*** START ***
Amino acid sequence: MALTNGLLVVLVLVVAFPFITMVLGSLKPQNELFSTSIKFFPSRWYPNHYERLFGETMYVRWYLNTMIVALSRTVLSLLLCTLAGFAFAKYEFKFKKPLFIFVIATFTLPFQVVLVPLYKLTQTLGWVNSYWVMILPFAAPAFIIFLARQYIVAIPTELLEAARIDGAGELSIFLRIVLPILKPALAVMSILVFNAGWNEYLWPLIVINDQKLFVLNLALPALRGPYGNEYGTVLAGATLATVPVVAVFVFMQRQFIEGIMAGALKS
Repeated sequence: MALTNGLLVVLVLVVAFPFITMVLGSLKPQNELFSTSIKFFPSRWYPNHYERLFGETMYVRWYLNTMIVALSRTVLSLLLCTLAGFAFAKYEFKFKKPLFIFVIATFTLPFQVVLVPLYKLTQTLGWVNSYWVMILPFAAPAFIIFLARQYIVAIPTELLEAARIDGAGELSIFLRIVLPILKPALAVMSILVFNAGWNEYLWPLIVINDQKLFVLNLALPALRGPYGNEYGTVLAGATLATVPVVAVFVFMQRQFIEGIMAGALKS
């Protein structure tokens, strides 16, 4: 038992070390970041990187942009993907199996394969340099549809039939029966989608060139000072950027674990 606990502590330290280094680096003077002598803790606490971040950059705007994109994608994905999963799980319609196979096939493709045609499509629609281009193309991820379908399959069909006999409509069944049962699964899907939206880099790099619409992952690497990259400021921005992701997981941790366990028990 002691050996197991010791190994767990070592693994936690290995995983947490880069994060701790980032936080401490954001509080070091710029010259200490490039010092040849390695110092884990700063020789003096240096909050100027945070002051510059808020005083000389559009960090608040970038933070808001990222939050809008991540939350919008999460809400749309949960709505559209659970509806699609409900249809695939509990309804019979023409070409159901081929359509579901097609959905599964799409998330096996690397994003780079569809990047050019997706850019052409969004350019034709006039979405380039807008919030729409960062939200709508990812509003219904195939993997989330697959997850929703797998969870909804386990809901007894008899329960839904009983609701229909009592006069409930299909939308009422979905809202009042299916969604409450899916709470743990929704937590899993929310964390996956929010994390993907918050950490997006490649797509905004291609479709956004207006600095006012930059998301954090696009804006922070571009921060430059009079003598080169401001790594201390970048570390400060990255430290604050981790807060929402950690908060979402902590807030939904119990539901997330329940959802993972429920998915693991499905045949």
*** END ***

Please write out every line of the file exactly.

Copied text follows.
Amino acid sequence: MALTNGLLVVLVLVVAFPFITMVLGSLKPQNELFSTSIKFFPSRWYPNHYERLFGETMYVRWYLNTMIVALSRTVLSLLLCTLAGFAFAKYEFKFKKPLFIFVIATFTLPFQVVLVPLYKLTQTLGWVNSYWVMILPFAAPAFIIFLARQYIVAIPTELLEAARIDGAGELSIFLRIVLPILKPALAVMSILVFNAGWNEYLWPLIVINDQKLFVLNLALPALRGPYGNEYGTVLAGATLATVPVVAVFVFMQRQFIEGIMAGALKS
Repeated sequence: MALTNGLLVVLVLVVAFPFITMVLGSLKPQNELFSTSIKFFPSRWYPNHYERLFGETMYVRWYLNTMIVALSRTVLSLLLCTLAGFAFAKYEFKFKKPLFIFVIATFTLPFQVVLVPLYKLTQTLGWVNSYWVMILPFAAPAFIIFLARQYIVAIPTELLEAARIDGAGELSIFLRIVLPILKPALAVMSILVFNAGWNEYLWPLIVINDQKLFVLNLALPALRGPYGNEYGTVLAGATLATVPVVAVFVFMQRQFIEGIMAGALKS
């Protein structure tokens, strides 16, 4: 038992070390970041990187942009993907199996394969340099549809039939029966989608060139000072950027674990 606990502590330290280094680096003077002598803790606490971040950059705007994109994608994905999963799980319609196979096939493709045609499509629609281009193309991820379908399959069909006999409509069944049962699964899907939206880099790099619409992952690497990259400021921005992701997981941790366990028990 002691050996197991010791190994767990070592693994936690290995995983947490880069994060701790980032936080401490954001509080070091710029010259200490490039010092040849390695110092884990700063020789003096240096909050100027945070002051510059808020005083000389559009960090608040970038933070808001990222939050809008991540939350919008999460809400749309949960709505559209659970509806699609409900249809695939509990309804019979023409070409159901081929359509579901097609959905599964799409998330096996690397994003780079569809990047050019997706850019052409969004350019034709006039979405380039807008919030729409960062939200709508990812509003219904195939993997989330697959997850929703797998969870909804386990809901007894008899329960839904009983609701229909009592006069409930299909939308009422979905809202009042299916969604409450899916709470743990929704937590899993929310964390996956929010994390993907918050950490997006490649797509905004291609479709956004207006600095006012930059998301954090696009804006922070571009921060430059009079003598080169401001790594201390970048570390400060990255430290604050981790807060929402950690908060979402902590807030939904119990539901997330329940959802993972429920998915693991499905045949």